All The Bright Places is the first book for young adults by Jennifer Niven, who has previously wrote fiction with an adult audience in mind. It follows Theodore Finch, a boy who everyone thinks is 'weird' and wants to kill himself, and Violet Markey, who is struggling with the loss of her sister seven months ago, who contemplates suicide on top of the school bell tower. When a teacher makes them do a project to write about two landmarks in their home state of Indiana, Theodore and Violet decide to check out many of the more unusual sites of their home state. Well, Theodore decides, and just kind of pulls Violet along for the ride.
Theodore has what I can only surmise is Kleine-Levin syndrome, where he can fall asleep for weeks at a time. This is a known disorder, however his sister tells the school that he's off with flu and his mother apparently doesn't know that her son is asleep for such a long period of time? I don't know any school that would believe someone having a four-week-long flu without checking into it. His father divorced and Theodore and his two sisters have Sunday Night Dinners every week with his father's new family. His father is also violent, and in some places I had to wonder if Theodore had picked up the trait.
Violet wanted to be a writer, and she has a blog she ran with her sister. However, after her sister's death, she hasn't written anything. I really wish it was as easy to get famous with a blog as authors seem to think it is. Violet is often accused of using her sister's death as an excuse. However, through her eyes you can see how much she is truly struggling with it, but also places where she isn't trying as much as she could be. Both leads go through a lot of character development over the course of the book. I must say, though, what kind of name is Germ for an online magazine? It just makes me think of nasty germs that give you illnesses.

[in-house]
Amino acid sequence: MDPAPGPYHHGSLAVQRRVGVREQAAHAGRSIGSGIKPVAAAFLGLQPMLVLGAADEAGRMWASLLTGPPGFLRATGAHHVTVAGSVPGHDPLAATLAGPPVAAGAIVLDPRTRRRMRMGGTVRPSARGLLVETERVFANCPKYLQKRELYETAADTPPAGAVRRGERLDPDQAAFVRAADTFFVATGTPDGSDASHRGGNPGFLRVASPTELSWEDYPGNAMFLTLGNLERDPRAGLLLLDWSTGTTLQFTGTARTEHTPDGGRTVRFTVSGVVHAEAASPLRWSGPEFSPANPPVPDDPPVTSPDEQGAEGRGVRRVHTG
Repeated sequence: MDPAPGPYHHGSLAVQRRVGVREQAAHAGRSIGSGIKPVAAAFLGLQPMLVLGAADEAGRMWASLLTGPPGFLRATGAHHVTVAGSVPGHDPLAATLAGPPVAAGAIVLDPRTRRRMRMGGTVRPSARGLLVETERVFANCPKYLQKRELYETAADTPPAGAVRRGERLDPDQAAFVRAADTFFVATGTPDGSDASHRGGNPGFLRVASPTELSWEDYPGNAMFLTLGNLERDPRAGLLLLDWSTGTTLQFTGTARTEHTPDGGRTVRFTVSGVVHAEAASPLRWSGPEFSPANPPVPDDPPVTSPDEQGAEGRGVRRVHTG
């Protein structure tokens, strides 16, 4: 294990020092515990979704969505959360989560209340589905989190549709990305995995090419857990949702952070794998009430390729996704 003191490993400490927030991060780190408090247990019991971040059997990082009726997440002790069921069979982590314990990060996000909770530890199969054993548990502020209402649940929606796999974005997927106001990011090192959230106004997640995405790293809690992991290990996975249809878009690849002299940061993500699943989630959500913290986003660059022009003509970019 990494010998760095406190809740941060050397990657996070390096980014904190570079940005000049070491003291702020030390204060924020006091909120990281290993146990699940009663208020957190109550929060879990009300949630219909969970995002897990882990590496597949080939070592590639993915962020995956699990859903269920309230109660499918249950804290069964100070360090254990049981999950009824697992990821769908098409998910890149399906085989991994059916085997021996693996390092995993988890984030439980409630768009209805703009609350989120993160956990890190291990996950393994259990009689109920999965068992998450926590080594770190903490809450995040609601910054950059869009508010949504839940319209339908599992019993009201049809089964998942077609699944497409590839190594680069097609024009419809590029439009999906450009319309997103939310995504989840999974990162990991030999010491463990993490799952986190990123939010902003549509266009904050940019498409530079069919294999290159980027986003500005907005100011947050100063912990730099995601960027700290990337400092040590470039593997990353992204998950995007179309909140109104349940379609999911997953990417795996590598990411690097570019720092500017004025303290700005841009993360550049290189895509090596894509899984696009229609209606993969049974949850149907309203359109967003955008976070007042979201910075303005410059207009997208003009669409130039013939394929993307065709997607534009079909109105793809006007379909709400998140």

One of the joys about seeing two points of view is that you can see two characters from different perspectives. In Theodore's narration, Violet can seem unnecessarily cold to a boy who just saved her life, but from her side, you can see her struggles to let him in and trust him. In Violet's POV, you can see her struggle to let him in and to live again after he sister's death, yet Theodore can come off as pushy. Overly pushy to a girl who's shown no apparent interest as of yet, pushing her past her comfort zone after her sister's death. I kept hoping someone would mention this. While it does make both characters flawed, I kept wondering if Theodore's flaws pushes him into the unlikable column for me. I changed my mind on him several times over the course of the book. However, he calls her Ultraviolet Remarkeyable. Tell me that's not the cutest thing you've ever heard? One of the things he did do that bothered me a lot was wait for her to come out of class, so he could walk her to her next one, before they were dating, even though she'd told him not to. Then, he guilt trips her over doing this. "Oh, do you just not want to be seen with the weird guy? Even after I saved you're life?" That's not a direct quote, I am paraphrasing here, but it does sum up his attitude.
One of the more interesting things about this book to me was that many of their landmarks are real places! There really is a guy named John Ivers who built two roller-coasters called Blue Flash and Blue Too in his backyard. There is a place for abandoned bookmobiles called The Bookmobile Park. And the Blue Hole in Prarieton is real, too! In fact, this book did something amazing - it made me want to visit Indiana!
I would recommend this book to people struggling with the loss of a family member, but I'd be more cautious with recommending to to people struggling with depression.